Game Banter: To Beat a Game

  • Growing up, I was HUGE on beating games. I remember pumping quarter after quarter into SoulCalibur at the Randolph Air Force Base arcade, getting to the final level but never beating that soap-bubble headed final boss. At that same arcade I beat my first-ever standalone arcade game: Street Fighter Alpha.

    Mostly, the only games I cared about beating were RPG games (Final Fantasy III, Chrono Trigger, Wild Arms, etc.) and my Blizzard RTS games (StarCraft, WarCraft II, etc.). Now, I’m almost strictly online multiplayer because I LOVE the challenge. For me to want to be a game, I’d have to have a COMPELLING storyline and some sort of measurable (i.e. worldwide scoreboard). I’m all about the competition!

  • Could never stay focused enough to platinum anything. Gonna talk about this on tonight’s podcast!

  • baldy eire

    Cause it seems once there is one news story or someone comes up with a smart piece of banter, the rest of you latch on to it and milk it til the cow turns into a bull[sh!t]. So few of you new users here possess originality…

    Might as well I hop on the milk cart too..
    If Barcelona does not beat Arsenal, will the fans be able to celebrate like they won the whole tournament without getting any flack? Cause at this moment, one would think they made special arrangements and already played both legs of the game this morning and lost.
    touzie, it just shows that most of the other fans just wannabe big kids

    This ad may appeal to them: http://www.youtube.com/watch?v=nZH6YKmtQV8

  • Joe M

    He strode into the stadium, flanked on either side by his teammates. It was warm and the sky was dark, holding the promise of rain. Each step felt like he was restraining the spring of the grass, and the child whose hand he was holding felt like his only lifeline to the real world. Beside him, there were other men – men who spoke a different language, who wore a different uniform, who looked upon him as though he was some sort of alien. They didn’t matter to him; they weren’t half the men that the rest of his team were.

    As they walked onto the field, he saw out of the corner of his eye everyone in the stadium rising to their feet; he could hear their deafening cheers. It was enough to make his heart beat out of rhythm, enough for his steps to falter a little, although he was able to line up with the rest of the team and stare straight forwards as the flag was displayed in front of them. The wind tousled with his hair, but he hardly noticed it. His fists clenched at his sides as he stared straight ahead.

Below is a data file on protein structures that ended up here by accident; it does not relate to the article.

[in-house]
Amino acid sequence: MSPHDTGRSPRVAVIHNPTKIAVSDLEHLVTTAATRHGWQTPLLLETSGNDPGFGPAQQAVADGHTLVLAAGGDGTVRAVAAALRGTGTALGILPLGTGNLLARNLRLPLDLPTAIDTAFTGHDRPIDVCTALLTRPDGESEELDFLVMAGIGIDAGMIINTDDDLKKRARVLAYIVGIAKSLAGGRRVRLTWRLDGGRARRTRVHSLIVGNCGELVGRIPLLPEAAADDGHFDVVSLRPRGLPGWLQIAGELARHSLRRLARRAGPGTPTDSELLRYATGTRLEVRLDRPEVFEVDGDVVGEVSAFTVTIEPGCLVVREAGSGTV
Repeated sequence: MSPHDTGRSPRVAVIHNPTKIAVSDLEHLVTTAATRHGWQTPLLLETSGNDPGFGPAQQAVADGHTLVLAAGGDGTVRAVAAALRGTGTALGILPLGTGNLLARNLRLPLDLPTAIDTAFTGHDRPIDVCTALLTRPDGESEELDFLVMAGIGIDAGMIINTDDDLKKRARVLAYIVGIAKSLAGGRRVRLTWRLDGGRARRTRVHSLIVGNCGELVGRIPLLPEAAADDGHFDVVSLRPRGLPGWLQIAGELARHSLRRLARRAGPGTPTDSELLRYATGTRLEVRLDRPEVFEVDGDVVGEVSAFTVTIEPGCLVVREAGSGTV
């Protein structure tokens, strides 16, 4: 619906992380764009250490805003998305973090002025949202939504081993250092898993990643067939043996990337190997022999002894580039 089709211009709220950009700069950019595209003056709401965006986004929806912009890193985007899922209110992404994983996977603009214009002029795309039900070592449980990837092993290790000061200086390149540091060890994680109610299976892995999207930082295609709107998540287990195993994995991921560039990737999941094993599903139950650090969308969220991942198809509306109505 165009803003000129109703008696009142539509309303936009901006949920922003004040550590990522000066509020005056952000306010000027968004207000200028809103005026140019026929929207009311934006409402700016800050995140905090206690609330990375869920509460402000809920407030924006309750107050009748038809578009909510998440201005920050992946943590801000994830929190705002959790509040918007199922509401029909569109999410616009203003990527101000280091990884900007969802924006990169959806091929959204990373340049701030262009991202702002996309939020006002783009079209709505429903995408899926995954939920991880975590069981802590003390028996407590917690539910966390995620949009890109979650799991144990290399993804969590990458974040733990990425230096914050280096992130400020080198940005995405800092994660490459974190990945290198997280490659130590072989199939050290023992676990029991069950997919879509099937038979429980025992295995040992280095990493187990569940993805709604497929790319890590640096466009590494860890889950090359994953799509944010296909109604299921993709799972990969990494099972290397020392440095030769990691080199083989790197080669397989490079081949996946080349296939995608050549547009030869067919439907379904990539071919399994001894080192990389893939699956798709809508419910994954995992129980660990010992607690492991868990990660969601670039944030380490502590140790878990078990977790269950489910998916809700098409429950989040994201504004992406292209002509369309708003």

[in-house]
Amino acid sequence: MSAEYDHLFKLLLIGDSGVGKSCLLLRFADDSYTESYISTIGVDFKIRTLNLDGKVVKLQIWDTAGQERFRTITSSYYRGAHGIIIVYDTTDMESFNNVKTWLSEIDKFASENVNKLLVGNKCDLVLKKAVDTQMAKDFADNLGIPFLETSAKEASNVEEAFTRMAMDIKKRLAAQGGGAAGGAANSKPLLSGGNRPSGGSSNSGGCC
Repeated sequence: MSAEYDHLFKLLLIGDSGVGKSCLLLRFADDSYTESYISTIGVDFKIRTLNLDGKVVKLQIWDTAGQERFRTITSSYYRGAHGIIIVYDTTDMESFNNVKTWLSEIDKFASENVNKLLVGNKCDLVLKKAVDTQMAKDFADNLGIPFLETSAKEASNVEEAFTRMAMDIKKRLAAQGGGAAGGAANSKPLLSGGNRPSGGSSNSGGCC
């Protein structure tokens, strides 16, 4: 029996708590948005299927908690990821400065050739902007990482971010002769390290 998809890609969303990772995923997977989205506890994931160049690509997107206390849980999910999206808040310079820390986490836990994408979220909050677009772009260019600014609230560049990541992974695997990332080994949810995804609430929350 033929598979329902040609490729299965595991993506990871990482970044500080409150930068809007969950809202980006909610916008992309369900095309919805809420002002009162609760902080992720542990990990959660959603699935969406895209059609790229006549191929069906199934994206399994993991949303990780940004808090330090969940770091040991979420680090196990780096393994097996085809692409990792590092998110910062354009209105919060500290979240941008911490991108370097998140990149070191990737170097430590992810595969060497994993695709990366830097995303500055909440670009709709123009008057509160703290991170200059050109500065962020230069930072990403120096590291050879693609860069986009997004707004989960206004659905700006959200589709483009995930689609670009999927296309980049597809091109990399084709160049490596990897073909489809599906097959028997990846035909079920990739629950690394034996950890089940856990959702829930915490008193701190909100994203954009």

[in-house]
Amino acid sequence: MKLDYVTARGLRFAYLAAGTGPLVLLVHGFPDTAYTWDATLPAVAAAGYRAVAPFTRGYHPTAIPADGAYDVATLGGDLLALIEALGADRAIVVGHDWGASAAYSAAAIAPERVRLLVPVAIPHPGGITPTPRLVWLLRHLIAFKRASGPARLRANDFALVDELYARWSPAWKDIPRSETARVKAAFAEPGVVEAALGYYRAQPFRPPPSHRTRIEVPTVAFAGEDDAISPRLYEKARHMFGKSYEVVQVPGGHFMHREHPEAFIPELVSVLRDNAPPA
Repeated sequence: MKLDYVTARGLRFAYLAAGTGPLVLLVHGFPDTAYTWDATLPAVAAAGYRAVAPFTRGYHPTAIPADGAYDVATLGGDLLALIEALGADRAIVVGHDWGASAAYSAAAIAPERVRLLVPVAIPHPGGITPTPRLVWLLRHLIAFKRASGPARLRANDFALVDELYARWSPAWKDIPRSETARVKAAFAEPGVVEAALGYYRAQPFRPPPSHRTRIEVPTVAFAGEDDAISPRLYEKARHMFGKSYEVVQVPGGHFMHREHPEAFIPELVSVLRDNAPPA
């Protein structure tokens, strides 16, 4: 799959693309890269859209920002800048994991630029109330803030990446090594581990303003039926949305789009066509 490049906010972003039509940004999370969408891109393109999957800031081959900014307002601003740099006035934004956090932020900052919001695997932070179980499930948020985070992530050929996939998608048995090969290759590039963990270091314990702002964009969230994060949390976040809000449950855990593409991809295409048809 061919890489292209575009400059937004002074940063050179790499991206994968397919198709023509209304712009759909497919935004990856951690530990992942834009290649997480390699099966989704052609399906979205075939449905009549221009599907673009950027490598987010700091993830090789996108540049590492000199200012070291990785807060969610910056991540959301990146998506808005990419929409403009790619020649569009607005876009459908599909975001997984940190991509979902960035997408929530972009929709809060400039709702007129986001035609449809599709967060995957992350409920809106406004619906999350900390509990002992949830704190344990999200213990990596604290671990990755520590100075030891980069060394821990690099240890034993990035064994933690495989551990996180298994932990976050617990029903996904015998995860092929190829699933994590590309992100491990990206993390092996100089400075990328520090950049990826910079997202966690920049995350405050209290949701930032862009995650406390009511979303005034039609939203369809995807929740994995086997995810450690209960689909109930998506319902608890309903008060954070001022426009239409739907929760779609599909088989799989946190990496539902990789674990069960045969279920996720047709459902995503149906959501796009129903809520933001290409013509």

If this was not the most important moment of his life, he couldn’t imagine what would be. The thin uniform clung to him with sweat; it was neither cool nor breezy enough for the wind to blow that away. He didn’t dare look to either side of him to see what his teammates were feeling; to know if they saw the same thing in these few moments.

    Everyone was watching them. Those in the stadium and millions around the world. Terror was working his way up through his stomach, and he knew that at any moment, it would hit the back of his throat and make it into his head. There was nothing he could do to stop it; it felt this way at every appearance on the field. The only way to master it was to not acknowledge it. To stare straight forwards and to not look at all at the people who were staring at them; to pretend that they didn’t exist; to pretend that he was on the fields two blocks away from his hometown, playing rough football with anyone who brought shin guards and a rough attitude. Where the rules didn’t matter, and the only thing that did was that you got up and kept playing no matter the blows you took on the field.